Among the painful conditions seen during the disease, the most frequently reported in the literature is widespread muscle myalgia and headache. Their frequency varies between studies and can affect up to 40% of patients.12–15 Thus, pain treatment has an important role in the response to this disease. In this study, 40.7% of patients reported experiencing pain before the disease, whereas the rate of patients reporting pain during the infection was 82.5%. Studies have reported that headache and widespread myalgia are the most frequently observed focus of pain during the disease, whereas back pain and neck pain follow closely behind. In this study, pain in the head and limbs was reported more frequently than in the literature, which may be due to several patients experiencing pain before the infection. Because this study conducted intensive pain-oriented inquiries, this may have increased patients’ awareness of their pain, which may have affected the results. Patients reported an increase in back and neck pain, and as far as the authors know, no other study has examined patients’ pain in detail, including these areas.

Pain during COVID-19 can occur through various mechanisms. In the literature, in COVID-19, very few studies have investigated both pain characteristics and pain mechanisms. The most studied area in this regard has been headache.16,17 A review was recently published that included 20 studies examining headache in COVID-19.18 In this study, possible mechanisms of headache are described. The first of these mechanisms is the inflammatory mechanism in which nociceptive sensory neurons are activated by cytokines and chemokines, similar to migraine and other headaches. Viral neuroinvasion, hypoxia due to pulmonary involvement, and thrombosis due to hypercoagulopathy are listed as other mechanisms. In this review, the lack of studies regarding the specific features of pain in COVID-19 has been emphasized.18 In their published study on the mechanisms and features of headache, Bolay et al.16 emphasized the necessity of investigating the characteristics of headache to guide further research. Although there are no specific detailed studies on musculoskeletal pain involving neck, back, and limbs, similar mechanisms with headache may also be effective in the musculoskeletal system. COVID-19 enters the cells via the ACE2 receptor using serine protease (TMPRSS2).19 These molecules are known to be found in various cells in the musculoskeletal system.20,21 Therefore, direct damage to these tissues may cause pain, and cytokines and proinflammatory molecules may also cause damage to the musculoskeletal tissue. In this study, the average time after infection was approximately 45 days (7–78 days), and 55.1% of patients still experienced pain. It has been reported in the literature that the effects of immune system changes and systemic inflammation on the nervous system (both the central nervous system and the peripheral nervous system) may be effective in the chronicity of pain.22 The fact that the patients’ postinfection pain rates were higher than the preinfection rates showed that for some patients, the pain continues after recovery from COVID-19. This finding suggests that pain control is also required after recovery and supports the need to investigate the characteristics of pain.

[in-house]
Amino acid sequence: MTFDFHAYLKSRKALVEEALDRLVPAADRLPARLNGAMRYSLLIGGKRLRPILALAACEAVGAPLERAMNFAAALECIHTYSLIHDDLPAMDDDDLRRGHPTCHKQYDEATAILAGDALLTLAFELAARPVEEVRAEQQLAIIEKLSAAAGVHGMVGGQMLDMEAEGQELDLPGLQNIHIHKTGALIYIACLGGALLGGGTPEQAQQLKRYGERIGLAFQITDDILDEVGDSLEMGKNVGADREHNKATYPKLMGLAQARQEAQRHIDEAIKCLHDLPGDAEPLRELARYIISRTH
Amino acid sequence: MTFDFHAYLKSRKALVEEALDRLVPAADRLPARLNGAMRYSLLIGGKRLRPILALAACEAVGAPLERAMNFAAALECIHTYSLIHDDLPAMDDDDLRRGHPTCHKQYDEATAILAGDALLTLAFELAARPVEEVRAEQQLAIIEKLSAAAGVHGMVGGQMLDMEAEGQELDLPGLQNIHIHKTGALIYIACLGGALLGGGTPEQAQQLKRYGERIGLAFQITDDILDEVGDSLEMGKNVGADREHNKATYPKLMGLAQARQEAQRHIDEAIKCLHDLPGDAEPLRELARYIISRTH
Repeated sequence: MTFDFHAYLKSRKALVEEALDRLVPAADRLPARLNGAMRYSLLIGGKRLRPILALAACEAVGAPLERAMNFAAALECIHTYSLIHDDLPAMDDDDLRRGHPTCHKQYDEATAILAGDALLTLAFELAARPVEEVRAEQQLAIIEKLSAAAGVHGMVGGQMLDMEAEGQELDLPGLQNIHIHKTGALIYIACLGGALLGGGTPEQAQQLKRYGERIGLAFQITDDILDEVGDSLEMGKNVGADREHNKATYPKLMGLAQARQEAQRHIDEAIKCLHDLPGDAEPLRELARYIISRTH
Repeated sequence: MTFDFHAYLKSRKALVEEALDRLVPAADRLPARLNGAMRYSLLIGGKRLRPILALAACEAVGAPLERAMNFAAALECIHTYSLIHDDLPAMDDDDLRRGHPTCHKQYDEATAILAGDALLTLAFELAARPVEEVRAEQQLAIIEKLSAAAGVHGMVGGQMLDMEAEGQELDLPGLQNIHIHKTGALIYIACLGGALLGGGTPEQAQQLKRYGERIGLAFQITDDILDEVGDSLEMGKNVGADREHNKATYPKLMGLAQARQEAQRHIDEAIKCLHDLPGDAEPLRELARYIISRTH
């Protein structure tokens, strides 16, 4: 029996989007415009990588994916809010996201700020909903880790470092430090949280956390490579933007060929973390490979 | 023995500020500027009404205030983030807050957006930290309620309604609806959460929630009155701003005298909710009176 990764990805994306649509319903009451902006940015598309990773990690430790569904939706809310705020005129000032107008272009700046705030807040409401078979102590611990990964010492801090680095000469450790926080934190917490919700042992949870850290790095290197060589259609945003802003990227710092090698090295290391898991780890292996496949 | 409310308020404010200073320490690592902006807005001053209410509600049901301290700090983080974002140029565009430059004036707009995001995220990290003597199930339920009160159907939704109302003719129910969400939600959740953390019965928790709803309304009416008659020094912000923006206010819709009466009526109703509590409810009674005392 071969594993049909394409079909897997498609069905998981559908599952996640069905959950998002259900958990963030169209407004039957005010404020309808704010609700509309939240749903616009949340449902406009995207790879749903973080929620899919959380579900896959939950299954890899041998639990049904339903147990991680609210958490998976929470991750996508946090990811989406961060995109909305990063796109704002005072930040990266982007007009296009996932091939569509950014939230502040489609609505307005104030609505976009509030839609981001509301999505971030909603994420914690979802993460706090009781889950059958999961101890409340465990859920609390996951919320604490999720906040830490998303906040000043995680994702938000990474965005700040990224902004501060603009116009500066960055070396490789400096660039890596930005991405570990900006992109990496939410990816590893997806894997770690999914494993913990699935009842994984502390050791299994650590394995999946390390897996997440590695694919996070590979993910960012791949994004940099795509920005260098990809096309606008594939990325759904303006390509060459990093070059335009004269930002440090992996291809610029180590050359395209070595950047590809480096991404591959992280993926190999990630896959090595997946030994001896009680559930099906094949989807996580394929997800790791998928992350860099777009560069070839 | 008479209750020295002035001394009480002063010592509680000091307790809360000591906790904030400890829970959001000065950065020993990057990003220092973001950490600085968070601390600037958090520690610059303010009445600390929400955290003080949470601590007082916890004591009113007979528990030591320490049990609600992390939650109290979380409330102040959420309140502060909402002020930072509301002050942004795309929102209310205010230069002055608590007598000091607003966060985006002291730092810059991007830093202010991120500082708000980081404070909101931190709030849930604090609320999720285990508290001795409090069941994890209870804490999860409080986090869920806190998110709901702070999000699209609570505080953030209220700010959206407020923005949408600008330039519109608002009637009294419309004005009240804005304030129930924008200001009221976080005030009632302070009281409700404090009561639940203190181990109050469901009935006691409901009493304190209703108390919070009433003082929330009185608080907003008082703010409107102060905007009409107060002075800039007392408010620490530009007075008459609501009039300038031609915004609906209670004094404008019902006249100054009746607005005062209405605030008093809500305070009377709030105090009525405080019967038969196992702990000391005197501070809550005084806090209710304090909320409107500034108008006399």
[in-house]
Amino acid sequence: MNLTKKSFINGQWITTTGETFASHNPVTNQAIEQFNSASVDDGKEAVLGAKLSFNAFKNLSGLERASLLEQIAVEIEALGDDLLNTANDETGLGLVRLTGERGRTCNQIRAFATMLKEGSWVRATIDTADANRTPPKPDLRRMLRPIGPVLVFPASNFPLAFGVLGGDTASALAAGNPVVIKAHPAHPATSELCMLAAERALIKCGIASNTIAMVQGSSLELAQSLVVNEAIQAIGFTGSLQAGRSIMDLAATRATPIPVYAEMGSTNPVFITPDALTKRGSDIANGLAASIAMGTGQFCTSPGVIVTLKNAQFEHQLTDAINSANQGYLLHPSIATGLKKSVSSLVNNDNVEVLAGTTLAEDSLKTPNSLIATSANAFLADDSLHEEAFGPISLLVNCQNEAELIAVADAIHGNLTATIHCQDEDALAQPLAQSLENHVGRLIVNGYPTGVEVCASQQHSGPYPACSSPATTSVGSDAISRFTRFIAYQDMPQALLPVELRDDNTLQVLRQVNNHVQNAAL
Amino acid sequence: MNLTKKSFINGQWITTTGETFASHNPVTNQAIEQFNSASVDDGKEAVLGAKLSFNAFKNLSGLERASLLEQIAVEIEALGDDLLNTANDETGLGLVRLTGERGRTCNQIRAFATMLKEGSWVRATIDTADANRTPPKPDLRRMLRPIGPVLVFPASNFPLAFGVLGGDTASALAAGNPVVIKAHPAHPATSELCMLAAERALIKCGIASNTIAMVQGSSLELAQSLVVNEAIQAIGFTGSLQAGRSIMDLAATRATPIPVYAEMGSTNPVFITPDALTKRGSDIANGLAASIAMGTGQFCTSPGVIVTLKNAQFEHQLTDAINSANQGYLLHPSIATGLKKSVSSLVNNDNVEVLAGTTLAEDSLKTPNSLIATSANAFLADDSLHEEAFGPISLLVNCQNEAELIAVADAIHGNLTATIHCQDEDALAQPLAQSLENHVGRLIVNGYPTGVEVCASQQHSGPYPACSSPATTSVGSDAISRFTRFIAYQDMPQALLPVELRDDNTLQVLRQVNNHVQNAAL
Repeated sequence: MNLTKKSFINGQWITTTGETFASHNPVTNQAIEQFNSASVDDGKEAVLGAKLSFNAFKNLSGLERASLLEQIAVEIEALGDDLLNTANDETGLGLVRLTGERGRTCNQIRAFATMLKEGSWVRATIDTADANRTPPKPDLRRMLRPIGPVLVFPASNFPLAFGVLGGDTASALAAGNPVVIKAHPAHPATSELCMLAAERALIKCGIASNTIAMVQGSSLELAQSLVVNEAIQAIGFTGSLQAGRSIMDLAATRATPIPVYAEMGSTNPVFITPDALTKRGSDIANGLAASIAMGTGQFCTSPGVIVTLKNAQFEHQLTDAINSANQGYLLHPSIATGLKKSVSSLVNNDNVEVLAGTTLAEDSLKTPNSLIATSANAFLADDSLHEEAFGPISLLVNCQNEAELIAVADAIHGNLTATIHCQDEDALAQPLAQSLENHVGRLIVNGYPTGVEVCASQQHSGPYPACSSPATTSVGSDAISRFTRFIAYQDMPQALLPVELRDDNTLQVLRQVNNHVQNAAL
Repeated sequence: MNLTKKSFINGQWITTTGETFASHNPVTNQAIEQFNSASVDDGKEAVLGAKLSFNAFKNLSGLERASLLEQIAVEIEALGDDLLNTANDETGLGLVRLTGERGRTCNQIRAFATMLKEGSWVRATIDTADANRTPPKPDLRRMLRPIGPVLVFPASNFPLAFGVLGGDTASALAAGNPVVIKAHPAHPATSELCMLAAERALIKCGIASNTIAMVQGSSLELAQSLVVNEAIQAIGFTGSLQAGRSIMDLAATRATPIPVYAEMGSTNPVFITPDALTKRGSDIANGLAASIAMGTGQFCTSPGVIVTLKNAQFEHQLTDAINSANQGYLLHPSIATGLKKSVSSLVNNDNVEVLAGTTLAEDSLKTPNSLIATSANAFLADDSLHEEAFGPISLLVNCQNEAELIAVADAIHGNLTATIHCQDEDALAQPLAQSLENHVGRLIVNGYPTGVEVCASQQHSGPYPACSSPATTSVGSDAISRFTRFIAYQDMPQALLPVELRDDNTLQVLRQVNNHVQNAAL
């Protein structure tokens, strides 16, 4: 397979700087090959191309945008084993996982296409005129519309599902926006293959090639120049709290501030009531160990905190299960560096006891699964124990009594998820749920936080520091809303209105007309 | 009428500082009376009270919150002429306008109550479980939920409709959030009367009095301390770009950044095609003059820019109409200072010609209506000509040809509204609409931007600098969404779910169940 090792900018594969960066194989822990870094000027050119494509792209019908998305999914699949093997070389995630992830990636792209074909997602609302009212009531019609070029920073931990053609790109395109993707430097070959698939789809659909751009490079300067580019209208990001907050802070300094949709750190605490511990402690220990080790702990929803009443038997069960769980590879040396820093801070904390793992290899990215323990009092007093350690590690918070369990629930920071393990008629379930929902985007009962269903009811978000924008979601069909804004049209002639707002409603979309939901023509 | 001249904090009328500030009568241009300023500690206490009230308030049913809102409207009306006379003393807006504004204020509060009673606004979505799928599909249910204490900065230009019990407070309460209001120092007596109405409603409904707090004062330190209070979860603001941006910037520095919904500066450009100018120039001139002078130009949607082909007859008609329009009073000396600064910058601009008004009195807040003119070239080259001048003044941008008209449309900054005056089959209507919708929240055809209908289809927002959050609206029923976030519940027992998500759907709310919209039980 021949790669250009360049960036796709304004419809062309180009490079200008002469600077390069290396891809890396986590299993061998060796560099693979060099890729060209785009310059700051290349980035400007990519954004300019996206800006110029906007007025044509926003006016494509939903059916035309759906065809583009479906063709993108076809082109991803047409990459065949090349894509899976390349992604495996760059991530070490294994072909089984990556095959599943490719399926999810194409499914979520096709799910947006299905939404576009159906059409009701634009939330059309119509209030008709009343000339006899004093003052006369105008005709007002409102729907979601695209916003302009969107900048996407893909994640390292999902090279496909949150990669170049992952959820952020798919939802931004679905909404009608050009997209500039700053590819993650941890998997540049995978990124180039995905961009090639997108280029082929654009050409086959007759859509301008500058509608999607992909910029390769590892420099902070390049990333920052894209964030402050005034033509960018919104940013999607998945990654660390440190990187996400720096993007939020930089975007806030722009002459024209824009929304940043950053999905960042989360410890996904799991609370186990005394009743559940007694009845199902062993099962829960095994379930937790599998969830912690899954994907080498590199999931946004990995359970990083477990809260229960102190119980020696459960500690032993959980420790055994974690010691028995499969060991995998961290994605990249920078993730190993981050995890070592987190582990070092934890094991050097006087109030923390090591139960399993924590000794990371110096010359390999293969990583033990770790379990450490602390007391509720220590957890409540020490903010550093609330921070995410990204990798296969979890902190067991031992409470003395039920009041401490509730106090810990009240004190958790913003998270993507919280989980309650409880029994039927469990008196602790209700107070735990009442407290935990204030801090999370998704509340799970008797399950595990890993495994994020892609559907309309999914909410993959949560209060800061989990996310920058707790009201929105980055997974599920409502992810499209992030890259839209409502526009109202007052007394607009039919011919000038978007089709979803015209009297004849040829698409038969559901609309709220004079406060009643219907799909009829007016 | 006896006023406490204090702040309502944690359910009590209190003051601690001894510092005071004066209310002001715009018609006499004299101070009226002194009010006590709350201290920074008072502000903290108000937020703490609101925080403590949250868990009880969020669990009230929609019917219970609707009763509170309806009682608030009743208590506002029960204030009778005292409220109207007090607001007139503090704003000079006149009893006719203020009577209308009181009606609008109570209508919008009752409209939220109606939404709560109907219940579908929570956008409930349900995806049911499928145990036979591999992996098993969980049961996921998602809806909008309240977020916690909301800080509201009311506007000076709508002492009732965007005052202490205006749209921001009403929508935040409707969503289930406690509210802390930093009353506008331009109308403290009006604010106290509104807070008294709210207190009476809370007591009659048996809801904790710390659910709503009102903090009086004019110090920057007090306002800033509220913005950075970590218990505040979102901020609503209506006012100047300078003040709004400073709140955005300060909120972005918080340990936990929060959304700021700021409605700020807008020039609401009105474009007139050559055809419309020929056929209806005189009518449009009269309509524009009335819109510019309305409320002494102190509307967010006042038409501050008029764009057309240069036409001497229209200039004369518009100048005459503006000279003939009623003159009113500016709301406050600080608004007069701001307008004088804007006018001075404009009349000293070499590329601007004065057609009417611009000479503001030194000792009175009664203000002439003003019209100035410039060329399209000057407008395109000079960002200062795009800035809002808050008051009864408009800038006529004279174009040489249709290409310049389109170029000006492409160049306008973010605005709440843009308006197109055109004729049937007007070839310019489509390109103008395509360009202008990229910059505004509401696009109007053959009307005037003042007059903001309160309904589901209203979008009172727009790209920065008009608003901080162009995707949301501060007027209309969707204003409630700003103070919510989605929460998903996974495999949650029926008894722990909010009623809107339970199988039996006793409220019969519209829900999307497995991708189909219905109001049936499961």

In this study, the analgesic drugs used by patients with COVID-19 were also investigated. This study found that 33% of the patients used paracetamol. Only five patients used NSAIDs. Concerns have surfaced after observations that the symptoms of four young patients in France worsened after they used ibuprofen; NSAIDs may increase the level of ACE2 and, therefore, should be avoided.23 The European Medicine Agency has recommended that there is no evidence to establish a link between NSAIDs and worsening of COVID-19 and no reason for patients who are taking NSAIDs for chronic diseases to discontinue taking them.24 However, many national treatment guidelines recommend using paracetamol as the first-line option for symptomatic treatment of COVID-19, especially for pain.24–27 Accordingly, paracetamol was the most preferred analgesic agent in this study. In addition, the mean pain NRS score of the patients was between 3 and 4. The relatively low level of pain severity, which can be responsive to analgesics such as paracetamol, may also have resulted in this finding. Only one patient whose pain could not be managed by paracetamol or NSAIDs had to use an opioid agent for a stronger analgesia during hospitalization. The effects of opioids on the immune system, especially the immunosuppressive effect, may differ depending on the type of opioid agent27; however, this is not considered to be a primary factor affecting the outcome of this study. The immunosuppressive effects of opioids are unlikely, but the pathophysiology of COVID-19 pain is still being studied, and it has been approached with suspicion because there is no definitive information.